Sunday, May. 10, 2009
Prosser's Kestrel Vintners plays part in whodunit
By Ingrid Stegemoeller, Wine Press Northwest
PROSSER Twins Zachary and Angelina Bartlett didn't expect to manage a winery.
But when their father, master winemaker for Lapis Winery, and wicked stepmother die in a plane crash, the two return to the family business, only to come face-to-face with their father's dark past.
Does that plot sound as juicy as a ripe merlot grape?
It might be fiction, but a new novel starring the Bartlett twins is set in the reality of the Mid-Columbia wine country and features Prosser's Kestrel Vintners.
For the Sake of the Vine, a joint project that debuts in bookstores in June, is spearheaded by Seattle-based Tigress Publishing, said Kristen Morris, the company's chief executive officer.
It's the first in a series of three Merlot Murder Mysteries, all of which bring together the art of books, imagery and wine, she said.
"The idea behind Merlot Murder Mysteries is to get a collaborative effort and partner with a winery to create a new work of art," she said.
That winery is Kestrel, whose staff helped the author, Adria Lang, get all the winemaking facts right.
J.J. Compeau, Kestrel's director of sales, said the Washington setting will be good for the industry.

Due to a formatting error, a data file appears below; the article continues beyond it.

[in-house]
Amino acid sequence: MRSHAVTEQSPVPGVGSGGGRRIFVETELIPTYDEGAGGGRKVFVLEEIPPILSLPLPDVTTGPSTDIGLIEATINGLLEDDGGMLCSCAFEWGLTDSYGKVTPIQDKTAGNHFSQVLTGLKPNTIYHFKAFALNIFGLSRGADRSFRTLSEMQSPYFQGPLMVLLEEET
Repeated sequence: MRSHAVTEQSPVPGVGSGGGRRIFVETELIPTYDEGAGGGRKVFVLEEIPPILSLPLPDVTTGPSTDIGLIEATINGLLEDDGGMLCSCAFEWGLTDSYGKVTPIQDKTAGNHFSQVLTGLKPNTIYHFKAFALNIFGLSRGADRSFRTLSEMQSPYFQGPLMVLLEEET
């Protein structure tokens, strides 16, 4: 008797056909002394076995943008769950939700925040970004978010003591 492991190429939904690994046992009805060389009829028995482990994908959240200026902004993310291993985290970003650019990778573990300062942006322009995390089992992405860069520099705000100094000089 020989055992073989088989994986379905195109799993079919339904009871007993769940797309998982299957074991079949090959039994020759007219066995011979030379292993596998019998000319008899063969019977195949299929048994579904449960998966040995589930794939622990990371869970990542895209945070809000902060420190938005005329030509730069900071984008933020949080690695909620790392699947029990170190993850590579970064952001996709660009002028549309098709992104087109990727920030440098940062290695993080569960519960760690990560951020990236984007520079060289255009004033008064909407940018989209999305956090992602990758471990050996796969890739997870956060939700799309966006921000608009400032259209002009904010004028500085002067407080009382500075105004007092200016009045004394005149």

"The idea that someone wanted to use Washington ... that was exciting to us," he said.
Morris said one goal of the series is to highlight Washington's wine industry.
"Washington makes great wine, and it hasn't really gotten the attention it deserves," she said.
Aside from offering a setting for the book, Kestrel also provided expertise about the winemaking process.
Winemaker Flint Nelson is the voice of fact in the book.
"He sort of tries to help the fictitious vineyard and give them advice," Morris said. "We wanted people that are wine lovers to read it and go, 'Oh yeah, they know wine.' "
The team working on the book also includes artist Steve Montiglio and writer D. Michael Tomkins.
Peter Atkins, screenwriter for some of the Hellraiser movies, is to write one of the three books as well.
Compeau said the artistic talent of the team was another reason Kestrel wanted to be involved.
"(The talent) made it seem like it was going to be something special," he said.
Once the book is published, the plan is to carry the artistic creativity into its marketing.
Morris said events featuring the book will happen across Eastern Washington, and she's working on a promotion with a national hotel chain where the book and a bottle of wine will be packaged with the room rate.
The film rights also are being promoted in Los Angeles, she added.
The second and third books in the series likely will continue to feature Kestrel, as the characters will stay the same, Morris said. Two authors will write the books, and the mysteries will be told from a different perspective.
"This book is very much like making wine. Every year, you have different weather conditions (that make the vintage unique). We really like the idea of introducing the new voice, and perhaps changing perspectives," Morris said. "We want to maintain the connection to Eastern Washington."
For more information or to order a copy of the book, go to www.merlotmurdermysteries.com.